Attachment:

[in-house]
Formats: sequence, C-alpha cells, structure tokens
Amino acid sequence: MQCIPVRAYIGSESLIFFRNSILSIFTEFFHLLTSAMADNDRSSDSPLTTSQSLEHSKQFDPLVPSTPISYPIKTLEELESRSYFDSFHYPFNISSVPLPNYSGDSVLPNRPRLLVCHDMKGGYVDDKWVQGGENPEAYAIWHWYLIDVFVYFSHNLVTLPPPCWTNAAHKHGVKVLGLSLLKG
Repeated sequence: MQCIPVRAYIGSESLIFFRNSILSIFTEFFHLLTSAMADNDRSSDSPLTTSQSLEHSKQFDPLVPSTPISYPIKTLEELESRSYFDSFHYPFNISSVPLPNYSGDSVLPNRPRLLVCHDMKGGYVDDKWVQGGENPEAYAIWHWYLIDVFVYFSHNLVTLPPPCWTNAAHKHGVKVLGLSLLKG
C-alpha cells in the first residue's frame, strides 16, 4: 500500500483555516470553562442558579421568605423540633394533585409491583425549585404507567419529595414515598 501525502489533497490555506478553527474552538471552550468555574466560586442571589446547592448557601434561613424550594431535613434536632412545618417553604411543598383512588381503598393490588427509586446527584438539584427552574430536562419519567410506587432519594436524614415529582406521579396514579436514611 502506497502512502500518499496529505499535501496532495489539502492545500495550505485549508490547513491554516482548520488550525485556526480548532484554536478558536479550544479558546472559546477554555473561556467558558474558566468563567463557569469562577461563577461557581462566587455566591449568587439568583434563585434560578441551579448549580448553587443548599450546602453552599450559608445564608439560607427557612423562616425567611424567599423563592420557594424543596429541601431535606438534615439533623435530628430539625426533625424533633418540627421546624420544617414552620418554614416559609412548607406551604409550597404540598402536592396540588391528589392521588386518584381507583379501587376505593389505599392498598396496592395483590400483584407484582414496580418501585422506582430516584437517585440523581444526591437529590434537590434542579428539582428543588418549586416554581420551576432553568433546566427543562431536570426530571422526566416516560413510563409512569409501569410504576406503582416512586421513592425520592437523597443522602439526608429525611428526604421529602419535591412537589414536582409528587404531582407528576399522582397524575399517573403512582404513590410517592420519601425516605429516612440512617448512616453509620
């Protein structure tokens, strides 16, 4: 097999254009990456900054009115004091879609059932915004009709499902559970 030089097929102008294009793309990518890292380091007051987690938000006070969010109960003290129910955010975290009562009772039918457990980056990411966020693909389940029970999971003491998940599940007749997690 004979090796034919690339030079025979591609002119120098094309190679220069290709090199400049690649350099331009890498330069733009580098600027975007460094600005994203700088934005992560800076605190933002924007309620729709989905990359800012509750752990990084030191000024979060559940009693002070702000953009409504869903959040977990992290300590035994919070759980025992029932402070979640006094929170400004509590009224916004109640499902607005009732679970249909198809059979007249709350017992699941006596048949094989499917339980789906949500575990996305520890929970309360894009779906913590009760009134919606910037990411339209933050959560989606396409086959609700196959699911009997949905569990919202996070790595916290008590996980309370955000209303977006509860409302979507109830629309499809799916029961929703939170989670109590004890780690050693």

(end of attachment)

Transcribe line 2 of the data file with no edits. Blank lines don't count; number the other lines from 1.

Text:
Formats: sequence, C-alpha cells, structure tokens